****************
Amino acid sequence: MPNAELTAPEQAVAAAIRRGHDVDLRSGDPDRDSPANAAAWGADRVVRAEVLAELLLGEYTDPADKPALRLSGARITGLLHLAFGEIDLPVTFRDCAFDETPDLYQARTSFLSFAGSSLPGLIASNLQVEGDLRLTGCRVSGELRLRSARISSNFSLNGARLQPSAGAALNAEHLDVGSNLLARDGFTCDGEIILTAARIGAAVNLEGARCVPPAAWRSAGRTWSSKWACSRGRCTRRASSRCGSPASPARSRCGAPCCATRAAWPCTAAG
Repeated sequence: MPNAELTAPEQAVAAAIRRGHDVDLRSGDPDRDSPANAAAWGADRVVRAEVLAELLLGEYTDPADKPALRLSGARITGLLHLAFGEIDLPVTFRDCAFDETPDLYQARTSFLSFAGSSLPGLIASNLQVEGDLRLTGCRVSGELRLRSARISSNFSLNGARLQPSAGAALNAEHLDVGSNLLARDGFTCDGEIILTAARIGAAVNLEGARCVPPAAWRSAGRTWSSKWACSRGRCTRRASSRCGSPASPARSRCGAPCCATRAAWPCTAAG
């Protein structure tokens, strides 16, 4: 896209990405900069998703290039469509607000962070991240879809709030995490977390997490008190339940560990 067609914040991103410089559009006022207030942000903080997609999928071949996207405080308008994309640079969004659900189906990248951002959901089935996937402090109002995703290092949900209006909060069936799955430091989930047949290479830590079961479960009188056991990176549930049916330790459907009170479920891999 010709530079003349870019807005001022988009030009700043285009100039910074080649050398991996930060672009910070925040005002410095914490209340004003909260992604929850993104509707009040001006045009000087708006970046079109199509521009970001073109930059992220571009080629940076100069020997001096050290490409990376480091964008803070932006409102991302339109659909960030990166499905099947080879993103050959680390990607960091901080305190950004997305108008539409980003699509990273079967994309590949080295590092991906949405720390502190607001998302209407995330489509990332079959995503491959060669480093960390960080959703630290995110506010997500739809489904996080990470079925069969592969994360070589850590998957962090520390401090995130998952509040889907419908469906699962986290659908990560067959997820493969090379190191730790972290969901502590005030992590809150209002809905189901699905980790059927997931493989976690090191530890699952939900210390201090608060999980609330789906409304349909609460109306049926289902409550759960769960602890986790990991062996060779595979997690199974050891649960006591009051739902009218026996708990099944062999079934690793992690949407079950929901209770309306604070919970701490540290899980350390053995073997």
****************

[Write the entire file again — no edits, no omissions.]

Amino acid sequence: MPNAELTAPEQAVAAAIRRGHDVDLRSGDPDRDSPANAAAWGADRVVRAEVLAELLLGEYTDPADKPALRLSGARITGLLHLAFGEIDLPVTFRDCAFDETPDLYQARTSFLSFAGSSLPGLIASNLQVEGDLRLTGCRVSGELRLRSARISSNFSLNGARLQPSAGAALNAEHLDVGSNLLARDGFTCDGEIILTAARIGAAVNLEGARCVPPAAWRSAGRTWSSKWACSRGRCTRRASSRCGSPASPARSRCGAPCCATRAAWPCTAAG
Repeated sequence: MPNAELTAPEQAVAAAIRRGHDVDLRSGDPDRDSPANAAAWGADRVVRAEVLAELLLGEYTDPADKPALRLSGARITGLLHLAFGEIDLPVTFRDCAFDETPDLYQARTSFLSFAGSSLPGLIASNLQVEGDLRLTGCRVSGELRLRSARISSNFSLNGARLQPSAGAALNAEHLDVGSNLLARDGFTCDGEIILTAARIGAAVNLEGARCVPPAAWRSAGRTWSSKWACSRGRCTRRASSRCGSPASPARSRCGAPCCATRAAWPCTAAG
């Protein structure tokens, strides 16, 4: 896209990405900069998703290039469509607000962070991240879809709030995490977390997490008190339940560990 067609914040991103410089559009006022207030942000903080997609999928071949996207405080308008994309640079969004659900189906990248951002959901089935996937402090109002995703290092949900209006909060069936799955430091989930047949290479830590079961479960009188056991990176549930049916330790459907009170479920891999 010709530079003349870019807005001022988009030009700043285009100039910074080649050398991996930060672009910070925040005002410095914490209340004003909260992604929850993104509707009040001006045009000087708006970046079109199509521009970001073109930059992220571009080629940076100069020997001096050290490409990376480091964008803070932006409102991302339109659909960030990166499905099947080879993103050959680390990607960091901080305190950004997305108008539409980003699509990273079967994309590949080295590092991906949405720390502190607001998302209407995330489509990332079959995503491959060669480093960390960080959703630290995110506010997500739809489904996080990470079925069969592969994360070589850590998957962090520390401090995130998952509040889907419908469906699962986290659908990560067959997820493969090379190191730790972290969901502590005030992590809150209002809905189901699905980790059927997931493989976690090191530890699952939900210390201090608060999980609330789906409304349909609460109306049926289902409550759960769960602890986790990991062996060779595979997690199974050891649960006591009051739902009218026996708990099944062999079934690793992690949407079950929901209770309306604070919970701490540290899980350390053995073997």